Customers and stakeholders also face the consequences of poor key control. In the automotive industry, there are plenty of horror stories involving customers whose cars were stolen while they were being serviced. After one man’s vehicle disappeared from the service drive, management told the customer that if they couldn’t locate the vehicle, the customer would be stuck replacing it himself.

Just as mishandled keys in a dealership’s service drive leave customers’ vehicles at risk, improperly secured and tracked keys at multifamily communities, assisted living facilities, and college dorms leave people's homes vulnerable.

If keys aren’t stored in a secure location with proper checkout methods in place, employees, vendors, or burglars can use these keys to enter a resident's home without authorization. There are countless headlines about intruders stealing cash, prescription medications, or other personal items. Although less common, there have also been cases of violent crimes against residents.

Additionally, ineffective key management can expose customers to data breaches and identity theft if employees abuse their key access to obtain devices holding confidential data. That was the case at a medical facility where a former IT employee stole a hard drive containing sensitive customer information and sold it online.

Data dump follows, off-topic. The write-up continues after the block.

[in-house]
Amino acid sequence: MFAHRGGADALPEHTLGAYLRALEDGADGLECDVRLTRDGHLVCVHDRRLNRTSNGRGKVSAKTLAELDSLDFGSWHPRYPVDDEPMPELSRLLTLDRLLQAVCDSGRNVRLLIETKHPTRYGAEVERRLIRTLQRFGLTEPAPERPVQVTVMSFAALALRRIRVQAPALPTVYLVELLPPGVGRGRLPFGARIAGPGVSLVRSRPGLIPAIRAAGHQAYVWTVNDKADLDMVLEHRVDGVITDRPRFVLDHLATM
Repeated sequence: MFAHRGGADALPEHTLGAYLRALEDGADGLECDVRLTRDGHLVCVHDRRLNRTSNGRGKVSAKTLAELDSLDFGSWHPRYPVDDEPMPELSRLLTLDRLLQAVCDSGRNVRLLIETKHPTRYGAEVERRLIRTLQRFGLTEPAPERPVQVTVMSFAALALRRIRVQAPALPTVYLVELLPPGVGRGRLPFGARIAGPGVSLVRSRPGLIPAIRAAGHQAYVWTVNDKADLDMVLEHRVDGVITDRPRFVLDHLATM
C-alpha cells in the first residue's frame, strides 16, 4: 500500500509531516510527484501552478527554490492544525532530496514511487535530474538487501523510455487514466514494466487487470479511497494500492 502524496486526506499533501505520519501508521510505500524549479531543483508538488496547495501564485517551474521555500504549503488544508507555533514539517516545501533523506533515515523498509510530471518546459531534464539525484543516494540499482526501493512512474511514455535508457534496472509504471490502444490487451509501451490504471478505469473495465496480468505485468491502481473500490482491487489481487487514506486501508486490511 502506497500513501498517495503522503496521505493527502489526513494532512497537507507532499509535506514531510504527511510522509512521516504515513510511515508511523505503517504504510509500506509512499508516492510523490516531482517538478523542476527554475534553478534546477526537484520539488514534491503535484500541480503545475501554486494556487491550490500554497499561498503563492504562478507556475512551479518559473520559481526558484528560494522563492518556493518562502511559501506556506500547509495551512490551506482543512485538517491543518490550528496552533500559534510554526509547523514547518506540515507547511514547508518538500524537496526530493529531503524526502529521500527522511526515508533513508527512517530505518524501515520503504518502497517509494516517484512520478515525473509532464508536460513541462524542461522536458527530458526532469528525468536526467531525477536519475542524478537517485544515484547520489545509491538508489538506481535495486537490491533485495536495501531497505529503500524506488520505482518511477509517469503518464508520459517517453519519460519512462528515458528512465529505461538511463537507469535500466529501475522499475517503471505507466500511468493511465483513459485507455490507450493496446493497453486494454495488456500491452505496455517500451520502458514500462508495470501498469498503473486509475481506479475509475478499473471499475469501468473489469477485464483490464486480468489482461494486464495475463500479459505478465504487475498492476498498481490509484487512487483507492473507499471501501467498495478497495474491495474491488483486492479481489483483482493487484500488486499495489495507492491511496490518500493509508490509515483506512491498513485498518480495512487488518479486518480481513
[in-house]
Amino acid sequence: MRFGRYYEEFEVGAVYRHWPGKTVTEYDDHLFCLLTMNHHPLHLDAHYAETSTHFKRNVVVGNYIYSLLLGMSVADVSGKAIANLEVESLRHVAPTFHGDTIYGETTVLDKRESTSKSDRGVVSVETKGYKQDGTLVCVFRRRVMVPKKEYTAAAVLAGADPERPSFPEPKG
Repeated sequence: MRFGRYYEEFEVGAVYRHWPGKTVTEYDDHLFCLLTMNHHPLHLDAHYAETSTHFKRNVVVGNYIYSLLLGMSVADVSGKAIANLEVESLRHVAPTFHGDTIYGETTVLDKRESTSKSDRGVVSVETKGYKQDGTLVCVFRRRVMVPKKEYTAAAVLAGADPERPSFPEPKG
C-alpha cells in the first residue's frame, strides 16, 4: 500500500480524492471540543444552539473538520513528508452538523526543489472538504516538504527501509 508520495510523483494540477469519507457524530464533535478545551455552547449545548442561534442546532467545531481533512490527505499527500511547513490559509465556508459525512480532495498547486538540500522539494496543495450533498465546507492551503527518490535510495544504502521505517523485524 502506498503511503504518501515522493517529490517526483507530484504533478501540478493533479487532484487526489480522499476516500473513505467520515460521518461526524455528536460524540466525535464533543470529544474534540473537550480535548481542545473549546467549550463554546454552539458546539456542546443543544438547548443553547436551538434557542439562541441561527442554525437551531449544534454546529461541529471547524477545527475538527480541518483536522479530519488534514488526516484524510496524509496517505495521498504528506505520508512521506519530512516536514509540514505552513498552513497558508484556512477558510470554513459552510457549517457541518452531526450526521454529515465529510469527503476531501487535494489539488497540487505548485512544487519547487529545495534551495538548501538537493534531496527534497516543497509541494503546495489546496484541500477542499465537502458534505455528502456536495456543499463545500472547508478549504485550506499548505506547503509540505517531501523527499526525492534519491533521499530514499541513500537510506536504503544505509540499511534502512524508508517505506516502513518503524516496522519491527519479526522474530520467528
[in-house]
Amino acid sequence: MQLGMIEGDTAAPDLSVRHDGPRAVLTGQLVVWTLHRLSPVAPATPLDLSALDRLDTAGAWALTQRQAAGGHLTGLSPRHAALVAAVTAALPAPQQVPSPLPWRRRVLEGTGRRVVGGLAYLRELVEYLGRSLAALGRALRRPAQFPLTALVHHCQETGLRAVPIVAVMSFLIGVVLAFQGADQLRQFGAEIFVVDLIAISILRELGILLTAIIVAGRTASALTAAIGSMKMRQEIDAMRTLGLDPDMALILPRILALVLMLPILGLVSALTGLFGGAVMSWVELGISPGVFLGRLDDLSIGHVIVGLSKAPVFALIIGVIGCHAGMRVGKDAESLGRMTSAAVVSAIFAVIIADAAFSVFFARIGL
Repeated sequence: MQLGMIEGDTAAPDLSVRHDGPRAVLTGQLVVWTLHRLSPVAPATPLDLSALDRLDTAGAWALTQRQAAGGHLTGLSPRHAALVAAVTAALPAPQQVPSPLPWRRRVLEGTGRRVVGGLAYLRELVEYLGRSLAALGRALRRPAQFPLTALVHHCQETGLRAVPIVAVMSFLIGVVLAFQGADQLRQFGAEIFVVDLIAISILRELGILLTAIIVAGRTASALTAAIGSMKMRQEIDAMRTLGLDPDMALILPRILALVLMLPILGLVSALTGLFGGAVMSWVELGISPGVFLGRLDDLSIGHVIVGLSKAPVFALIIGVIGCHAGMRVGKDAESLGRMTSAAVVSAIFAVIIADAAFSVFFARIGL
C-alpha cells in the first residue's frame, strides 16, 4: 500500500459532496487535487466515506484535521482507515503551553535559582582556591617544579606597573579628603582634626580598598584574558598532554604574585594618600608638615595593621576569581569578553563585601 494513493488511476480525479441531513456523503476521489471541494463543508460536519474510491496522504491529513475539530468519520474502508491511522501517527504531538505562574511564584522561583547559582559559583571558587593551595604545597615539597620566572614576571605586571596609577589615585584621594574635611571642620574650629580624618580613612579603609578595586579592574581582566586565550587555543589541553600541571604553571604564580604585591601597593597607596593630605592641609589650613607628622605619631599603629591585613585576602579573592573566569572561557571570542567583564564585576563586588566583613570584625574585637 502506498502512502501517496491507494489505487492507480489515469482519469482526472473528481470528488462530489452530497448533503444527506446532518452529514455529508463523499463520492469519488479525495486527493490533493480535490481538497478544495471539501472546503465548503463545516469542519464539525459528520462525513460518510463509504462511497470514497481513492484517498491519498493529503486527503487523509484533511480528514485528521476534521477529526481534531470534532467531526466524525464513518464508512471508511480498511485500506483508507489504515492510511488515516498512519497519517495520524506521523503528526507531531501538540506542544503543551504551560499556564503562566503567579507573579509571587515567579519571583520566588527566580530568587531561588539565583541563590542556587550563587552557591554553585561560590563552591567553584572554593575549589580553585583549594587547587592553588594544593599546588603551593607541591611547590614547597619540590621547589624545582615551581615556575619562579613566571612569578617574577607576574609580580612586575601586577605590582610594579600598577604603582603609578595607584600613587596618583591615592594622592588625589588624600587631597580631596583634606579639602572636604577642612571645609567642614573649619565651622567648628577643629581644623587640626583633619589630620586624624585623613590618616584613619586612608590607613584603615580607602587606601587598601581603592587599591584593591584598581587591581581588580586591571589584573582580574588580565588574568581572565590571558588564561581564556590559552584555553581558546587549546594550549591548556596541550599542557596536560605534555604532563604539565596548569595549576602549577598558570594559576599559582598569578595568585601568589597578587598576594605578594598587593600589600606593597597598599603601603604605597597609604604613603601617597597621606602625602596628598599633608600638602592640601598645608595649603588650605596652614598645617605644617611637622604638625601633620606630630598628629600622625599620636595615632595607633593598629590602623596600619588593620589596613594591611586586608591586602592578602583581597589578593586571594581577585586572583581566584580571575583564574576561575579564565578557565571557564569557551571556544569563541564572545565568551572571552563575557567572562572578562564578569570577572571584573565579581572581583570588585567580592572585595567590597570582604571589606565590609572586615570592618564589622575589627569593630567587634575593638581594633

The Community


In some cases, the effects of unsecured keys can extend beyond employees and customers to the broader community.

One common way an unauthorized key user could put the community at risk is by driving a vehicle without permission, whether it’s a company fleet car, dealership inventory, a delivery truck, or a government vehicle. If that driver is involved in an accident, they could harm pedestrians, other drivers, or city infrastructure. In one Oregon town, for example, a car struck a power pole, leaving the entire town and surrounding areas without power.

A rare, but still concerning, scenario is a prisoner using a key to escape from prison or jail, posing a danger to society. At a New Mexico jail, an inmate swiped a key that had been left hanging in a lock. He then used the key to access an area containing housing pipes, where he and three other inmates — a group that included a convicted killer and murder suspect — escaped through a hole in the roof.

While everyone is responsible for their own actions, you can take steps to avoid putting your employees, your customers, and the wider community at risk. Investing in an effective key control system is one of those steps. Most, if not all, of the examples mentioned here could have been avoided if keys were securely stored in a way that only authorized people could remove them.

When deciding how you’ll secure your keys, considering the implications to your organization is important, but don’t forget to consider how people’s personal lives could be affected by your decision.